SHE was undoubtedly the star of the show.
In her last ever display in Yorkshire this weekend was the soon-to-be retired Vulcan XH558, the last airworthy example of the country’s famous V-Force and a powerful reminder of a remarkable period in British history.
Some people were moved to tears by the sight of the Vulcan climbing into the sky in a dramatic display which thrilled an 18,000-strong crowd at the Yorkshire Airshow at Leeds East Airport on Saturday.
Other planes which sent pulses racing included Britain’s first fighter jet, the Gloster Meteor, the revolutionary Douglas DC3 Dakota as well as a Spitfire and a Hurricane from the Battle of Britain Memorial Flight.
Groups have already sprung up on social networking sites to keep the Vulcan flying.
However the charity which owns and operates her, Vulcan to the Sky Trust, said the technical authorities which support her no longer had the expertise.
Without their support under Civil Aviation rules she no longer has permission to fly.
“She’s an old aircraft, 55-years-old and a lot of people have left and retired from the organisations,” said spokesman Richard Clarke.
“It is not down to money - it is purely down to the fact that we rely on the technical authorities’ support.”
The long term plan for the Vulcan - after a farewell tour on October 10 and 11 - is to build a new centre at her home at Robin Hood Airport, as a “living museum”, where people will still be able to hear the mighty roar and howl of her engines as she fast-taxis down the runway. One of the purposes of the centre will be to inspire young people to study engineering-related subjects.
Numbers at the debut event were far higher than expected and roads leading to the airfield were heavily congested.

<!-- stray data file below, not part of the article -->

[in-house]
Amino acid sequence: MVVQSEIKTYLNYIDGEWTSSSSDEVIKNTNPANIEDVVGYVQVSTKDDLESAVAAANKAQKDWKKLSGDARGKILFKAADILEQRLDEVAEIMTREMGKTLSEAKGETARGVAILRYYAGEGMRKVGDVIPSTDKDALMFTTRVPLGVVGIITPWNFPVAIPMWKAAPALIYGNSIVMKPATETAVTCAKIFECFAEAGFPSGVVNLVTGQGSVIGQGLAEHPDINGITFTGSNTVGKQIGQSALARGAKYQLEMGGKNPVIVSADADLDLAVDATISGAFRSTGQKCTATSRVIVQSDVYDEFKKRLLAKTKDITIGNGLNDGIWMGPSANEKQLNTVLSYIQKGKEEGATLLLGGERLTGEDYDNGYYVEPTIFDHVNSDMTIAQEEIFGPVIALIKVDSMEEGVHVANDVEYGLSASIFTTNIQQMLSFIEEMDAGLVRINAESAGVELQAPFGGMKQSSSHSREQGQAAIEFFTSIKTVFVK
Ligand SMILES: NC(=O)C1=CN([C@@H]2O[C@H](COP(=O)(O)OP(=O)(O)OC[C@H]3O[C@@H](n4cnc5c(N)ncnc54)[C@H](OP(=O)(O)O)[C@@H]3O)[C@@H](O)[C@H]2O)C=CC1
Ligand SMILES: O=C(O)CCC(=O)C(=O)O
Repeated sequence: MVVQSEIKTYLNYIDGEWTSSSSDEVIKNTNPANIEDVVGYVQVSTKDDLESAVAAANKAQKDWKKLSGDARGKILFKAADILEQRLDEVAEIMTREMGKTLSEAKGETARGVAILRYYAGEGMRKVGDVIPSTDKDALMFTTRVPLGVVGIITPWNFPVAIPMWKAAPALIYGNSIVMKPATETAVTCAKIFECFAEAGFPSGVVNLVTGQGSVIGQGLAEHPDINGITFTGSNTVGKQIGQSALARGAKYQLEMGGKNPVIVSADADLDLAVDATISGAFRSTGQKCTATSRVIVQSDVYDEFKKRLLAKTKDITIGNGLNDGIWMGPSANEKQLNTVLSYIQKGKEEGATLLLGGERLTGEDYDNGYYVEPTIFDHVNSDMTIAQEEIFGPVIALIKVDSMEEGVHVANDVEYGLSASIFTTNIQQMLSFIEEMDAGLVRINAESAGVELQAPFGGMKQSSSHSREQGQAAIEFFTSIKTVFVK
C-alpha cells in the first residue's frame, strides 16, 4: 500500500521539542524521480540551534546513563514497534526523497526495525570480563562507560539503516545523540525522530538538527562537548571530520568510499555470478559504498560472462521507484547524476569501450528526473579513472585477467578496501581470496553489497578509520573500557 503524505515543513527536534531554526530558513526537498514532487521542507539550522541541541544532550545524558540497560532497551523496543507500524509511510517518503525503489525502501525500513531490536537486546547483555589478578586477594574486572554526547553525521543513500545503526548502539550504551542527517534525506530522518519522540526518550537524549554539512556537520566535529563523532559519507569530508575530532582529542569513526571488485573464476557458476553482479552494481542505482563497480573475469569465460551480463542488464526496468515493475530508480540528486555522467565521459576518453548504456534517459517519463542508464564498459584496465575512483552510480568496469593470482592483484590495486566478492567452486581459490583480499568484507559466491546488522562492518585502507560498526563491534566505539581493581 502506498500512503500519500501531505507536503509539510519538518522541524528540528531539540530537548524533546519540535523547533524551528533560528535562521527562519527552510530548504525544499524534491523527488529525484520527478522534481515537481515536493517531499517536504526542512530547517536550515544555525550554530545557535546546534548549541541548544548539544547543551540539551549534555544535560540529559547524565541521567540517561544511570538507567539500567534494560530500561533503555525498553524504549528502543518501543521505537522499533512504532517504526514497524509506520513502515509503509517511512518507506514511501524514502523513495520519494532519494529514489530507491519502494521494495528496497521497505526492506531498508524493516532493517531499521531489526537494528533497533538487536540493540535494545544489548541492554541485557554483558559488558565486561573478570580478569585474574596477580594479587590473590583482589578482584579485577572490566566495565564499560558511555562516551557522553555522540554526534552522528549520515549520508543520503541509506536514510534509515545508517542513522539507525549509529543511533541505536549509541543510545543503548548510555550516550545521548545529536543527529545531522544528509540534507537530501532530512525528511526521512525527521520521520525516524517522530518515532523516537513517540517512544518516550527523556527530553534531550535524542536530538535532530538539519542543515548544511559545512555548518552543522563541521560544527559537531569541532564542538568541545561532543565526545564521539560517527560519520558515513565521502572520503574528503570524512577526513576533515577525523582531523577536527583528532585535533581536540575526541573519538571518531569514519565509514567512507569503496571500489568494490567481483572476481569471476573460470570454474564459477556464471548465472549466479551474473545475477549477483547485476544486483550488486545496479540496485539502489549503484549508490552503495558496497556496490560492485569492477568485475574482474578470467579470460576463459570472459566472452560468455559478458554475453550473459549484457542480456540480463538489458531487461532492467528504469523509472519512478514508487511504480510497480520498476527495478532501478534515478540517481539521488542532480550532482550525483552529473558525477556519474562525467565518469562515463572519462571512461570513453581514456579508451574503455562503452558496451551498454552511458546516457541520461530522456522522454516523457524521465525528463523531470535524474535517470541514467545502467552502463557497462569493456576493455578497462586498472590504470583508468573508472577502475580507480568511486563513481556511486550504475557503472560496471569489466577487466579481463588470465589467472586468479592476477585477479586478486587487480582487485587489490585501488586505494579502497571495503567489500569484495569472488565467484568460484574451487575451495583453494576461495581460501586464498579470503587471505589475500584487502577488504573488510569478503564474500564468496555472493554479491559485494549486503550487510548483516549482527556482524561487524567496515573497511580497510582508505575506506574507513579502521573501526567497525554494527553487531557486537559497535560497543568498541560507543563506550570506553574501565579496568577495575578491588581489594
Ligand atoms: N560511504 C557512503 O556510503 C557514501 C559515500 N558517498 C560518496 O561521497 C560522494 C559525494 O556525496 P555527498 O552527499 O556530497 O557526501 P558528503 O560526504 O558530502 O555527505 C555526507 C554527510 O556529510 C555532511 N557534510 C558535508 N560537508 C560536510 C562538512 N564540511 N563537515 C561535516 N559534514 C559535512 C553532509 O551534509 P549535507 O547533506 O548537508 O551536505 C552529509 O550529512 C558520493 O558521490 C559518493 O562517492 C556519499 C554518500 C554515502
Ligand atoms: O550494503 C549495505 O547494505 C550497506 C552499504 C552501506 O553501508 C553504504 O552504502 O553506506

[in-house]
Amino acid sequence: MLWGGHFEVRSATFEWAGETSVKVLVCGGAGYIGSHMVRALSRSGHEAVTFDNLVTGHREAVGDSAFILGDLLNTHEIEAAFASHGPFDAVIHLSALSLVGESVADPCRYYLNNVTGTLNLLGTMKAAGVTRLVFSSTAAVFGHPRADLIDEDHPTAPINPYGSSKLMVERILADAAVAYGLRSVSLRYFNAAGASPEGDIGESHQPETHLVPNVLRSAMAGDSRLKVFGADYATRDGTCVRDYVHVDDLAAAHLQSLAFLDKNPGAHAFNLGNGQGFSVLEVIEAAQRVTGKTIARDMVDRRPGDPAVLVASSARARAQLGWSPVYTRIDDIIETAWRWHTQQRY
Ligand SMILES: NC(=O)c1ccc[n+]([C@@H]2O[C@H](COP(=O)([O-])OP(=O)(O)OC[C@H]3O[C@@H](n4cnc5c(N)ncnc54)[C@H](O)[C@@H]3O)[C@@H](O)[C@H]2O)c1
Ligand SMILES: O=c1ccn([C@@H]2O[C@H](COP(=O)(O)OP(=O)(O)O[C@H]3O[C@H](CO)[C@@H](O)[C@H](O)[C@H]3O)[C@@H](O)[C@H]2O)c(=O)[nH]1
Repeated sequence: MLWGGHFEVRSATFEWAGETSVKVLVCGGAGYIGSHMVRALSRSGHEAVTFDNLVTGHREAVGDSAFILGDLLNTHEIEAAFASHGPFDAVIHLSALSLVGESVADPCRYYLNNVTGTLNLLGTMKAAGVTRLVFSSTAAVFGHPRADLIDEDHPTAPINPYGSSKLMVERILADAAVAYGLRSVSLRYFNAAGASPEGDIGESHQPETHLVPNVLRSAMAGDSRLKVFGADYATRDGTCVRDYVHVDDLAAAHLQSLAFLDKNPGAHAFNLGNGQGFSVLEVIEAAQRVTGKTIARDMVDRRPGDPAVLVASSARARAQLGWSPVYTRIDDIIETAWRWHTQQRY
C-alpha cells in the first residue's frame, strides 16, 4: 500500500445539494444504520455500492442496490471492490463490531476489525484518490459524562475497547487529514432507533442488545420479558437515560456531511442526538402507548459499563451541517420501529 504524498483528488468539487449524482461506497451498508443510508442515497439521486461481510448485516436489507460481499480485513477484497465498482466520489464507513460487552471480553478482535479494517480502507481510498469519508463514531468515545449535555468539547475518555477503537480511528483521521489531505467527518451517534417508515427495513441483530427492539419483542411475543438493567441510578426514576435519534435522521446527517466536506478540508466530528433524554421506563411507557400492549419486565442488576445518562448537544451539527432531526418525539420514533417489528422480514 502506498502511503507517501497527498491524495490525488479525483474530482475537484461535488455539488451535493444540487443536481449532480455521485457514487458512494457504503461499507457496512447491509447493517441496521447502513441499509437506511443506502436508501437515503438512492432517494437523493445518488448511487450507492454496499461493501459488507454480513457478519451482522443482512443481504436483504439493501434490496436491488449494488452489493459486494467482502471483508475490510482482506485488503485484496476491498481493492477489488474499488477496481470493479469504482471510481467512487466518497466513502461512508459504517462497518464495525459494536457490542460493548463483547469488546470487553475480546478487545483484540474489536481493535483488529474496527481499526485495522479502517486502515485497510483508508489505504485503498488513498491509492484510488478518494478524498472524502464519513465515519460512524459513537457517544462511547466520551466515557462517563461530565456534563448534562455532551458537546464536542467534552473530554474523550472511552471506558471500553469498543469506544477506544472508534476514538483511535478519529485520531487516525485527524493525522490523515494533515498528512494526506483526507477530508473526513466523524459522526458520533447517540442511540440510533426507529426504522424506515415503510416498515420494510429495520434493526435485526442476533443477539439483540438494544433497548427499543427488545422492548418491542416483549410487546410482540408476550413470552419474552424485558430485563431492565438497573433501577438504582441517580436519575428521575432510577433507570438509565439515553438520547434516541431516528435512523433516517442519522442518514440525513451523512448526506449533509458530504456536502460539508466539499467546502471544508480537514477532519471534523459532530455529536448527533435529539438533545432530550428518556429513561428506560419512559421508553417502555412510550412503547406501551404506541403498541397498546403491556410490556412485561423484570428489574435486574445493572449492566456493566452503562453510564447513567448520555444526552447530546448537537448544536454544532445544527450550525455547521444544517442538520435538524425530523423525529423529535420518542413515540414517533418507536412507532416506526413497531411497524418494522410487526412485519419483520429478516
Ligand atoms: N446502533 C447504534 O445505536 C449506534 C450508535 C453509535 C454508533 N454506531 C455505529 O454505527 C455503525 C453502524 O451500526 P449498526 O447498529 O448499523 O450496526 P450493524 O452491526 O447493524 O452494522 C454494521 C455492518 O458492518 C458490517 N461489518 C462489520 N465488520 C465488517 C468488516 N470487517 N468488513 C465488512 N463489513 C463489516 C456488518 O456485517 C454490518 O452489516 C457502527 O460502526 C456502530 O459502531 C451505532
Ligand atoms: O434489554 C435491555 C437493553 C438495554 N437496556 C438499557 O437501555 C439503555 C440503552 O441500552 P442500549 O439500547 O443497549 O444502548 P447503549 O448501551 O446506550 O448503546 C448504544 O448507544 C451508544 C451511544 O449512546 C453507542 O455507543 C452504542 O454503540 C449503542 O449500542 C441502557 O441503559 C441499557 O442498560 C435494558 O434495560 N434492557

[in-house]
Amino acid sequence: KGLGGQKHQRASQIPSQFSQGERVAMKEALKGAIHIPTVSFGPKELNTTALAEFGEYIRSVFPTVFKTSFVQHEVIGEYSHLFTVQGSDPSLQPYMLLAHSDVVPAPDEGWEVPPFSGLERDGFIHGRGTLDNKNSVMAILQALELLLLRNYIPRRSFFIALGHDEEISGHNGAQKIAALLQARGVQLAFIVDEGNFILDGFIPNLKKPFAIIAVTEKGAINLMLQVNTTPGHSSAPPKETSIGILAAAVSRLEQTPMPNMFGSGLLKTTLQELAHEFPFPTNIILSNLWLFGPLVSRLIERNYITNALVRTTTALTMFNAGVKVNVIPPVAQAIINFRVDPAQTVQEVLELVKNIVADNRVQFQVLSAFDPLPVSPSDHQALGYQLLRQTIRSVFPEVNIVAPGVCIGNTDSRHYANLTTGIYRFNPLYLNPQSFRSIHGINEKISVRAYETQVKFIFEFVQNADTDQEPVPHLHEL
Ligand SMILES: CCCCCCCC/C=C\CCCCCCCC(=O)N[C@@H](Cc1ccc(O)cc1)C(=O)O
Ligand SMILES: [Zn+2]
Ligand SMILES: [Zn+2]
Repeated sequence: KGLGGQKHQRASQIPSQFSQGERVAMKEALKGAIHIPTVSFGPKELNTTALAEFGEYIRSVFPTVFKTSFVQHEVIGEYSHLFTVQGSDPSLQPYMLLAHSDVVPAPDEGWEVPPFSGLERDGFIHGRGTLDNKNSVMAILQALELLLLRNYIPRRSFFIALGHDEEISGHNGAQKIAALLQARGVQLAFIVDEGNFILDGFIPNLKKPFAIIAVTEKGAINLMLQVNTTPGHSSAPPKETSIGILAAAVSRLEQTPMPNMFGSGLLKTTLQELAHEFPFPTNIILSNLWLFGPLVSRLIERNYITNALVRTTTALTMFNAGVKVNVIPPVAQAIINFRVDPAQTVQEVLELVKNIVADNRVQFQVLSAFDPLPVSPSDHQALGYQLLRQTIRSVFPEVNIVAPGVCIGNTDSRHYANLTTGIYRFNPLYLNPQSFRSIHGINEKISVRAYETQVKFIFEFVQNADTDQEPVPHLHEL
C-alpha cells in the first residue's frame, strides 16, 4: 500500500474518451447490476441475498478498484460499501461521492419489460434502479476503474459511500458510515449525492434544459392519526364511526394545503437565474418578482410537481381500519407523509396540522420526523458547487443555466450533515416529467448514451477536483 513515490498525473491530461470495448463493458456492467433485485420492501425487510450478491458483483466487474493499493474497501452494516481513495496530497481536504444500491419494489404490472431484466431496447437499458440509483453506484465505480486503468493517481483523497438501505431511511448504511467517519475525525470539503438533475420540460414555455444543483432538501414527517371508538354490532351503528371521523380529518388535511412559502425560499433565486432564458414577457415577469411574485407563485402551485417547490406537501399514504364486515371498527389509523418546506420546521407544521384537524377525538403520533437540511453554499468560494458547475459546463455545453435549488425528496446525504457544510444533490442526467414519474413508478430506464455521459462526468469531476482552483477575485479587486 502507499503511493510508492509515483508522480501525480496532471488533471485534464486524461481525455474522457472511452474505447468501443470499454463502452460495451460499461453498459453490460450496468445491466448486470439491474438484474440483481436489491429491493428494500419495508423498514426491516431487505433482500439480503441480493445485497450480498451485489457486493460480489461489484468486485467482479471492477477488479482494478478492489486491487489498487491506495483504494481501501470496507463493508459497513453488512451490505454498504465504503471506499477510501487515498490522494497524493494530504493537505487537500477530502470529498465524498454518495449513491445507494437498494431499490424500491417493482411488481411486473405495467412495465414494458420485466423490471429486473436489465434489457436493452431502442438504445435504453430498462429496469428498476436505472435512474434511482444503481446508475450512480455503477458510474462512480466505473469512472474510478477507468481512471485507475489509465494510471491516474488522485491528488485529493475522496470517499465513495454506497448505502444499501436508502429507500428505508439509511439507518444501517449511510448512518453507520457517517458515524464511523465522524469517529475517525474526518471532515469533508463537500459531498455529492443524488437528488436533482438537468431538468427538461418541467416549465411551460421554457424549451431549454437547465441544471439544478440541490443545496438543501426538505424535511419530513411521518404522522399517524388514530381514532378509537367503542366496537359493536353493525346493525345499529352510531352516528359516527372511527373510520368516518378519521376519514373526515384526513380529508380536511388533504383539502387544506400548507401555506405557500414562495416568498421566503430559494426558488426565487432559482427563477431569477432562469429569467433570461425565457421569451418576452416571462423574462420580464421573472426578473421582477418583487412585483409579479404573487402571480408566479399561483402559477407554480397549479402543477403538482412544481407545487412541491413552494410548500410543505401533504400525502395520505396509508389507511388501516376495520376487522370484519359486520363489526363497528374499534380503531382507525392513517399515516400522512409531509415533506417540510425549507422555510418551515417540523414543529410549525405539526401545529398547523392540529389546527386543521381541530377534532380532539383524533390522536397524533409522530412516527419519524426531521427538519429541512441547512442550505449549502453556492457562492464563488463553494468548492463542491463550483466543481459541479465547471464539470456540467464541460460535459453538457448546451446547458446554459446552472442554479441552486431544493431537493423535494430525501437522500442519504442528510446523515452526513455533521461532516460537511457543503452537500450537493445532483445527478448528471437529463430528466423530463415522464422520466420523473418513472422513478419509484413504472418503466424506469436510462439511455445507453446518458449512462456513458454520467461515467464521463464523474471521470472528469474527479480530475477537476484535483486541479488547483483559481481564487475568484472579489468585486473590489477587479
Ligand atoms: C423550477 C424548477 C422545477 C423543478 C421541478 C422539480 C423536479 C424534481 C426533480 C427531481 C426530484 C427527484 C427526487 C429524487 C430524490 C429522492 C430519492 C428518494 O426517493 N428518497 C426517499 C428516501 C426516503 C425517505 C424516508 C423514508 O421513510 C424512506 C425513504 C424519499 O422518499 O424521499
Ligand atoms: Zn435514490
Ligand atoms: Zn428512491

Entrepreneur Chris Makin, who bought the airfield last December and only decided to host the event 10 weeks ago said they would be addressing the problem - and the lack of toilets - before a much bigger event hosting a big name star the likes of Lionel Richie, which they plan to host next July. The event was in the throes of being organised when the Shoreham air disaster happened, but Mr Makin, who is also a pilot, said the tragedy had not put off people.
They had moved the display line so it was not over Church Fenton, and next year would move it further east to take aircraft away from housing altogether. An official display coordinator had controlled the event. “Shoreham (the air disaster) has had no impact whatsoever on numbers coming”, he added.
In the last few days they had been “overwhelmed” by demand. “We thought if we could get to 10,000 people we would be doing well - but we were nearer to 18,000 in total,” he said.
They had used a traffic management company “who assured us they were very experienced and it was chaos,” he added.
“Next year it will be a two-day show and we are going to allow people to come on the Friday to camp over. We will have a music festival on the Saturday night and we are looking for a big star, so people will make a weekend of it. We are negotiating now with local landowners for more car parking fields - we’d like 50,000 to come for the weekend.”